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Southern Ocean Mollusc Database (SOMBASE)

SOMBASE Swirl 240

Understanding where organisms live and why they live there is the key aim of ecology. SOMBASE was created as a tool for looking at marine molluscs in the seas around Antarctica. Using a database and the latest mapping technology it is possible to display all the places where a family, genus or species has been found. These maps show us how widely spread different organisms are and if they prefer a particular area or type of habitat. The database can also be used to address questions about biodiversity in the seas around Antarctica and how it's unique environment affects which animals are found there.

SOMBASE contains comprehensive distribution records of Antarctic and Sub-Antarctic (and also many Southern Hemisphere) gastropods, bivalves, sponges, bryozoans, corals and pycnogonids (seaspiders). Based upon published records and British Antarctic Survey data these distributions form part of a biogeographic database, which also includes taxonomic, ecological and habitat data. The database contains information on thousands of species from thousands of locations in the Southern Hemisphere making up over 60,000 records.   

Up to date distributions for all Southern Ocean gastropods, bivalves, sponges, bryozoans, corals and pycnogonids (seaspiders) stored in SOMBASE are freely available to view and download through SCAR-MarBIN.

SOMBASE Publications

GRIFFITHS, H.J., LINSE, K. & CRAME, J.A. 2003. SOMBASE – Southern Ocean Mollusc Database: A tool for biogeographic analysis in diversity and ecology. Organisms Diversity and Evolution. 3, 207–213.

LINSE K., GRIFFITHS H.J., BARNES D.K.A. & CLARKE A. 2006. Biodiversity and biogeography of Antarctic and sub-Antarctic mollusca. Deep-Sea Research Part II, 53, No. 8-10, 985-1008.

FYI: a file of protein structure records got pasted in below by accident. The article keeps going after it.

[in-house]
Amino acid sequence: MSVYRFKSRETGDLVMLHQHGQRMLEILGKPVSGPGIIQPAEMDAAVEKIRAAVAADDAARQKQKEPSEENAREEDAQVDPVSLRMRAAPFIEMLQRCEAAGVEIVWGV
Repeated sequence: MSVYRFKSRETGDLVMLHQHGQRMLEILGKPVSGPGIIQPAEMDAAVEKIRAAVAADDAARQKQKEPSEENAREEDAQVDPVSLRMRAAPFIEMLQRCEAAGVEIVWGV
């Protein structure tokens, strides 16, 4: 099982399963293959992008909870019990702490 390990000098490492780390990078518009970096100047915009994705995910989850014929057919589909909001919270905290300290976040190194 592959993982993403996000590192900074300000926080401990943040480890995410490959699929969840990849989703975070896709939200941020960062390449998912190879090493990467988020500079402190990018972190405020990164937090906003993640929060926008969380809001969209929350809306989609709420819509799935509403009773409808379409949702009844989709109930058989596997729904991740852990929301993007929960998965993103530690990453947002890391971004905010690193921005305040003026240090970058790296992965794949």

CLARKE, A. GRIFFITHS, H.J. BARNES, D.K.A. & LINSE, K. 2007. How well do we know the Antarctic marine fauna? A preliminary study of macroecological and biogeographic patterns in Southern Ocean gastropod and bivalve molluscs. Diversity and Distributions. 13, 620-632.

BARNES, D.K.A. & GRIFFITHS, H.J. 2008.  Biodiversity and biogeography of southern temperate and polar bryozoans. Global Ecology and Biogeography. 17, 84-99.

GRIFFITHS, H.J., LINSE, K. & BARNES, D.K.A. 2008. Distribution of macrobenthic taxa across the Scotia Arc, Antarctica. Antarctic Science. 20 (3), 213-226.

SCHIAPARELLI, S., OLIVERIO, M., TAVIANI, M., GRIFFITHS, H. & ALBERTELLI, G. 2008. Circumpolar distribution of the pycnogonid-ectoparasitic gastropod Dickdellia labioflecta (Dell, 1990) (Mollusca: Zerotulidae). Antarctic Science. 20 (5), 497-498.

BARNES, D.K.A., KAISER, S., GRIFFITHS, H.J. & LINSE, K. 2008. The marine, intertidal, fresh-water and terrestrial fauna of the South Orkney Islands, Antarctica. Journal of Biogeography. doi:10.1111/j.1365-2699.2008.02030.x

GRIFFITHS, H.J., BARNES, D.K.A. & LINSE, K. 2009. Towards a generalized biogeography of the Southern Ocean benthos. Journal of Biogeography. 36, 162-177. doi:10.1111/j.1365-2699.2008.01979.x

CLARKE, A., GRIFFITHS, H.J. BARNES, D.K.A., MEREDITH, M.P. & GRANT, S.M. 2009. Spatial variation in seabed temperatures in the Southern Ocean: Implications for benthic ecology and biogeography. Journal of Geophysical Research Biogeosciences. 114,

BARNES, D.K.A., GRIFFITHS, H.J. & KAISER, S. 2009. Geographic range shift responses to climate change by Antarctic benthos: where we should look. Marine Ecology Progress Series. 39, 13-26.

GRIFFITHS, H.J. 2010. Antarctic Marine Biodiversity – What do we know about the distribution of life in the Southern Ocean? PLOSOne.

MORLEY, S.A., GRIFFITHS, H.J., BARNES, 2010. South Georgia: a key location for linking physiological capacity to distributional changes in response to climate change. Antarctic Science. doi:10.1017/S0954102010000465

GRIFFITHS, H.J., ARANGO, C., MUNILLA, T. & MCINNES, T. 2011. Biodiversity and biogeography of Southern Ocean pycnogonids. Ecography. doi: 10.1111/j.1600-0587.2010.06612.x